Psst... We're working on the next generation of Chowhound! View >
HOME > Chowhound > General Topics >
May 1, 2008 05:42 AM

Shawarma vs. Gyros

I'm talking beef shawarma, not chicken. I ask this because I had my 1st Shawarma sandwich yesterday and it really did remind me of a gyro in terms of how it's sliced of the cone-shaped spit. Like a gyro, it was served on pita, but without the onions, and I thought the meat was a tad milder than a gyro...also accompanied with a yogurt sauce ( but not a tzsisiki-no cucumbers!) , and lettuce and tomato.

I must surmise that it didn't have the lingering after-effects ( cramping, onion breath, guilt, sudden weight gain, shame) that I have often experienced after consuming a gyro...however I'm certain it still packed the same caloric punch as a gyro..

which do you prefer/

  1. Click to Upload a photo (10 MB limit)
  1. I'm not sure how authentic it is, but the best shawarma I've ever had was in Amsterdam. It was a beef/lamb mix and the store had a variety of sauces. I opted for a slightly spicy garlic paste and loved the combination of the heat, garlic, hot juicy meat and cold veggies. Throw in some fantastic frites and it was quite a meal.

    I've never been a big fan of gyros, mainly because I'm not a huge fan of lamb on its own. The meat just overpowers me in a typical gyro.

    1. Shawarma by a mile. Gyros is generally just too salty for me. Predominant flavors are simply salt and garlic. Very monotonous.

      1. I like both, but I eat Gyros more often(about once a week), because of the lack of availability of great Shawarma where I live, and in the suburbs.

        1. The Shwarma vs Gyro divide is basically Middle East vs Greece. Personally, I prefer Shwarma because of the possible toppings and spicy sauce that they serve with it in Israel. I also am a firm believer in Shwarma being lamb based, though these days it's a bit of a generic meat mix.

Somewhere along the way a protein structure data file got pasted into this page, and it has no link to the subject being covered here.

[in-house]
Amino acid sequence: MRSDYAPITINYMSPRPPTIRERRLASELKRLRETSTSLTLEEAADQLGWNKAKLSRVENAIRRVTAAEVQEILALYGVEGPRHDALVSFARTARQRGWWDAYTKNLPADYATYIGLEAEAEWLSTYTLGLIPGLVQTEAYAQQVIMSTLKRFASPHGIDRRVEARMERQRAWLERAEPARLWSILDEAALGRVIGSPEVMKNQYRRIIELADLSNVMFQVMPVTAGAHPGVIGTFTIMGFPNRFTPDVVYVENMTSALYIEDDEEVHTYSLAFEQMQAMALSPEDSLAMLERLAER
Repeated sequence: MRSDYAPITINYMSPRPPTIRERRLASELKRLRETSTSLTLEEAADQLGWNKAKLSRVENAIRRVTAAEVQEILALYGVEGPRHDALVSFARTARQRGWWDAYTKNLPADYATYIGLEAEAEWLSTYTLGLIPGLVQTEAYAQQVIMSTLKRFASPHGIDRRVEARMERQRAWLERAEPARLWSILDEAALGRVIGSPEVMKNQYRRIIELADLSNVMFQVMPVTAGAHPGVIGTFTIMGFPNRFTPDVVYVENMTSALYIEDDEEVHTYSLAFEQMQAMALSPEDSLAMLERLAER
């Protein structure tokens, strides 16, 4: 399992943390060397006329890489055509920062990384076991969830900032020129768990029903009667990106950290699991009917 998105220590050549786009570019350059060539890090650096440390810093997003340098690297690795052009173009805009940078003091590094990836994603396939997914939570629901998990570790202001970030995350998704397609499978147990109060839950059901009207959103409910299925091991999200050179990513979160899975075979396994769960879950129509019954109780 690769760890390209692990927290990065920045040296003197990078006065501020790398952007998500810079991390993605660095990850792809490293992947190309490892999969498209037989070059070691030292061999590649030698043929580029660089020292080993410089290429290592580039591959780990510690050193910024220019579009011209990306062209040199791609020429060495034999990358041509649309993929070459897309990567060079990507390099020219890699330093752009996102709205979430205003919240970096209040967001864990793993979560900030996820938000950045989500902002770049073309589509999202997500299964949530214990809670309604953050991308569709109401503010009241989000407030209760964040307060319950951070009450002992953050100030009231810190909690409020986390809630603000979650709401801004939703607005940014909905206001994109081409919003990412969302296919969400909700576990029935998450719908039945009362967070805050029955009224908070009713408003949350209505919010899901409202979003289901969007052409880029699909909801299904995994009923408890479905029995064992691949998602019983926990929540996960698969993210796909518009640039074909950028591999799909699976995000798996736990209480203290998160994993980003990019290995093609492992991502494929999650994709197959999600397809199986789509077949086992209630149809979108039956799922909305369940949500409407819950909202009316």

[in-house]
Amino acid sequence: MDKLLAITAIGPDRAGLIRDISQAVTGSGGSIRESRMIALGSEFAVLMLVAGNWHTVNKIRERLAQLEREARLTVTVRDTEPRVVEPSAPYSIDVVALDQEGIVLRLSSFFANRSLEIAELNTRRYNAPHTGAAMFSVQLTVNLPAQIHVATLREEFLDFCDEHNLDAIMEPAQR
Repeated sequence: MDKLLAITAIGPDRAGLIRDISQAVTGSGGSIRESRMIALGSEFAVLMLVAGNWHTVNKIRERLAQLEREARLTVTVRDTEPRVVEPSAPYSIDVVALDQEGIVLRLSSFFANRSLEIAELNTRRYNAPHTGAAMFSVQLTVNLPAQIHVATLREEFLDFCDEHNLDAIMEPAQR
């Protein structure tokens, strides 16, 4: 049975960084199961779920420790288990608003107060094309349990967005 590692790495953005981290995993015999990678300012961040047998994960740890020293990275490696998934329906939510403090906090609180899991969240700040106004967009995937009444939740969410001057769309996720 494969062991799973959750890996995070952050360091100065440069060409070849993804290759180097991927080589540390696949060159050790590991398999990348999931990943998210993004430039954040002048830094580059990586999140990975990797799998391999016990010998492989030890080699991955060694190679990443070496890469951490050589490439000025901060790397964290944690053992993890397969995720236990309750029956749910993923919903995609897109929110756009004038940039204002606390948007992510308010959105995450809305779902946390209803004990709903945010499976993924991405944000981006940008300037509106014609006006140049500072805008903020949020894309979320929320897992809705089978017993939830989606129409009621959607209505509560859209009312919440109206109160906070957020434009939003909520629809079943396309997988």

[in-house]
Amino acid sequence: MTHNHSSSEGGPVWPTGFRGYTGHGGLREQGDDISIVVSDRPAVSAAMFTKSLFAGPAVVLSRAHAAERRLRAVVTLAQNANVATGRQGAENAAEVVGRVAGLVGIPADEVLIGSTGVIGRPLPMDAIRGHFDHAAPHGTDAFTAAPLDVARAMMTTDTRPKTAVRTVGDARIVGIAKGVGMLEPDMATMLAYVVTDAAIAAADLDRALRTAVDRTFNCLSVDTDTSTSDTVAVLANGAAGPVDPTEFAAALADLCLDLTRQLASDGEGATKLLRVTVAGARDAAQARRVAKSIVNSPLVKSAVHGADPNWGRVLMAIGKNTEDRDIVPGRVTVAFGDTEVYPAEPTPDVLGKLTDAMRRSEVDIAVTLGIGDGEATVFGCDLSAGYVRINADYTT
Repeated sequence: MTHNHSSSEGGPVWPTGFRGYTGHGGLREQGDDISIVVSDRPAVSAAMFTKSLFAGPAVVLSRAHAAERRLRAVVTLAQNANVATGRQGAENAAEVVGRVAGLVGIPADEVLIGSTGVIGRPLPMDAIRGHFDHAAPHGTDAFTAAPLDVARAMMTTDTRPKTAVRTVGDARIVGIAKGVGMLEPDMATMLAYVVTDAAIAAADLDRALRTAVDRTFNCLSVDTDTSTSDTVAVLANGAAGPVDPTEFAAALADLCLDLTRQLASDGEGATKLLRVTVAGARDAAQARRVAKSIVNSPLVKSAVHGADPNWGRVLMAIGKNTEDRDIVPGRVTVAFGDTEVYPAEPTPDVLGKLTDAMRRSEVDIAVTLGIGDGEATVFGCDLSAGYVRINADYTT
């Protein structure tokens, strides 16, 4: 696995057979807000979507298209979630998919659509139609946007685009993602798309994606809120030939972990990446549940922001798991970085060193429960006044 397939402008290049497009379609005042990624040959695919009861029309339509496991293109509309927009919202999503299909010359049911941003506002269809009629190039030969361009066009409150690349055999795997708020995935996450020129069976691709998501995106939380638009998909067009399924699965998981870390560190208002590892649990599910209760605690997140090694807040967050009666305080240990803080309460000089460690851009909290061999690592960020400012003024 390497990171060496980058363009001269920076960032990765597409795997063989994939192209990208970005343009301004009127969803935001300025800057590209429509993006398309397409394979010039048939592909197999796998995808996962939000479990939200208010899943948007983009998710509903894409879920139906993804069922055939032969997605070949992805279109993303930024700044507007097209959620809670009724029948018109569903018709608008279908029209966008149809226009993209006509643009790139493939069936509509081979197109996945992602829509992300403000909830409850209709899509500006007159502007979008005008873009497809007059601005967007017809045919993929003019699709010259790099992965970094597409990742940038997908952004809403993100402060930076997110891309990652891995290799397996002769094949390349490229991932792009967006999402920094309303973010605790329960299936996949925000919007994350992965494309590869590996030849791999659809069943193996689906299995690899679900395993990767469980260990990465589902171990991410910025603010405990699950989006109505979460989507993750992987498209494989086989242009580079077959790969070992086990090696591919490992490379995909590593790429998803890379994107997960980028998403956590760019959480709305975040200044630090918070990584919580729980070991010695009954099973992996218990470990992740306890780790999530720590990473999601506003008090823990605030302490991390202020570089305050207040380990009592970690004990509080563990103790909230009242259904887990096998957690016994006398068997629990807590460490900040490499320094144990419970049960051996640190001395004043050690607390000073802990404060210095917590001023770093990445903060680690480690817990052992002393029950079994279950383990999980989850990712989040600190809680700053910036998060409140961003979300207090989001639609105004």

1. I know gyros can be made differently but I live very close to a small town that has been dominated by Greeks that came over to work the sponge trade and their growing community. Gyros here are a seasoned lamb forcemeat that is shaped into the cone and cooked on the vertical open spit grill. My experience with shawarma is that is has been a mixture of solid meats that are pressed into the cone shape and cooked the same way as the gyro. When you view slices of shawarma there are layers of individual meats as opposed to the forcemeat nature of the gyro. Like I said gyros may be made exactly as a lamb shawarma in other parts of the world.

            4 Replies
            1. re: scubadoo97

              that is my experience, too, about forcemeat vs. slices. and i like the gyro flavoring. sometimes shwarma seems too bland for me.

              1. re: alkapal

                When I first encountered gyros, back in the dark ages, I seem to recall the big cone was actually slices of real lamb piled together on the spit, and the ground mystery meat came later when the things got popular and were dumbed down. Am I right or is this a false memory? If I'm right, then "authentic" gyro is perhaps more like the above descriptions of shawarma.

                1. re: johnb

                  maybe you are right, johnb. the slices melded together on the cone, so that when a section was shaved/sliced off to serve, it seemed like it was a coherent whole, didn't it?

                2. re: alkapal

                  I'm with you, alkapal. Much prefer spicy gyros, especially lamb gyros, over shawarma.

                  Kind of a side issue, but there's pita, and there's pita. I HATE dry pita. There's no better way to ruin either gyros or shawarma than by serving them with one of those thin little mass-produced dry pita pockets. Gyros should be wet and messy.